How is the role of communications perceived in your organisation?
Communications and engagement is very much seen as a strategic function in my organisation. I am part of the Executive team and no one questions whether my portfolio should be on par with other functions such as finance, quality, and strategy. I know I am fortunate in that respect as it is not the same everywhere. That is down to two things – first the leadership respects and understands the value of communications and engagement and secondly, I am not backwards in telling anyone who will listen that they should treat it that way!
What do you think the secret of success is when working in communications?
Three P’s - you need to plan, be perceptive, and be proactive. In doing so, you can then cut through the noise, drama, and complexities that we work within and focus on what really matters. We live in an increasingly hectic world, where information is non-stop, and issues, risks and opportunities seemingly fly at you in all directions. So it is so important that you have a plan in place, you fully understand the situation you are working in from all angles and you get ahead of things by taking action in a positive and fearless way.
At React & Share, we’re obsessed with helping our clients measure and report their efforts - what measurements do you think comms teams should be presenting to internal stakeholders?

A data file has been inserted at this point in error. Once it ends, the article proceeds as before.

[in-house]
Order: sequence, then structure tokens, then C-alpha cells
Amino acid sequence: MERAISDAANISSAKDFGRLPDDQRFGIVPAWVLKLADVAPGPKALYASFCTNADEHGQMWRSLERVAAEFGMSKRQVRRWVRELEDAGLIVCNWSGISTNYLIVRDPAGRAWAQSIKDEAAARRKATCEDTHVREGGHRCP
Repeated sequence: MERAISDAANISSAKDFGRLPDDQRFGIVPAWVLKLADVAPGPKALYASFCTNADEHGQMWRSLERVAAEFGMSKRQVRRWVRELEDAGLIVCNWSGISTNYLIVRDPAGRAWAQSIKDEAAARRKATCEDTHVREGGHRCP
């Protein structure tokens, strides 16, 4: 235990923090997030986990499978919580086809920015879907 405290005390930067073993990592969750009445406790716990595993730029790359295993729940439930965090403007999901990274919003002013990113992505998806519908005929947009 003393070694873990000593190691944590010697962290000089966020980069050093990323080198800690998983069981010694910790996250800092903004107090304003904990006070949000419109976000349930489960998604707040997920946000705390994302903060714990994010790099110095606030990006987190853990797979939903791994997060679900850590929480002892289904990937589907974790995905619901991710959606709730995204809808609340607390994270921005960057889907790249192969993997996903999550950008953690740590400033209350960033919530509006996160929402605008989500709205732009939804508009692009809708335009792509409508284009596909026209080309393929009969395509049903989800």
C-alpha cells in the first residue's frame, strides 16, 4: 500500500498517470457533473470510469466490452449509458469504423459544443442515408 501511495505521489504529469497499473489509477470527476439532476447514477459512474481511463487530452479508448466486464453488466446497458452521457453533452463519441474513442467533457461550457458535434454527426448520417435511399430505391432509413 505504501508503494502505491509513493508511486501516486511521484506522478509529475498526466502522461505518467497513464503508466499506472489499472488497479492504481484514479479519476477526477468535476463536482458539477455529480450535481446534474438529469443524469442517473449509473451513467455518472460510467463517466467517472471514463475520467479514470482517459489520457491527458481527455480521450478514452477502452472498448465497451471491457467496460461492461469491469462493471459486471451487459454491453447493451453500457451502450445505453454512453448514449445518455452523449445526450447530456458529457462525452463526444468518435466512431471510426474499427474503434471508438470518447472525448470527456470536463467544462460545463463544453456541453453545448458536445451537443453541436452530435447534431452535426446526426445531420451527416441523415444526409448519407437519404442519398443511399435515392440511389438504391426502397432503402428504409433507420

The most valuable currency we have in communications and engagement is insight. We have the unique ability to collate and understand the perceptions, experiences and views of internal and external stakeholders and present it to the organisation in a way that can shape decision-making, how we behave, and how we all work. We are the eyes and ears of the organisation, as well as the mouth, which makes us such an important strategic function so we need to do more to report insight and feedback. This can be done in a lot of different ways – such as feedback and insight reports, reputational risk registers, and qualitative and quantitative data. I think it is important that reporting internally should never be about trying to justify your existence as a comms function, which I have seen happen in some organisations, it should be about adding strategic value, highlighting risks and issues and influencing positive change.
Looking into your crystal ball, what do you think will be the next big thing in communications?
I think behaviour science will play a much bigger role in communications in the future. It is not new, but I am surprised with how little we really use data, research and insight of how people behave to drive and influence what we do in comms. The outcomes we want to achieve is almost always about trying to change people’s behaviour – either physically or cognitively – but I don’t think we have really scratched the surface in doing that effectively, especially in the public sector.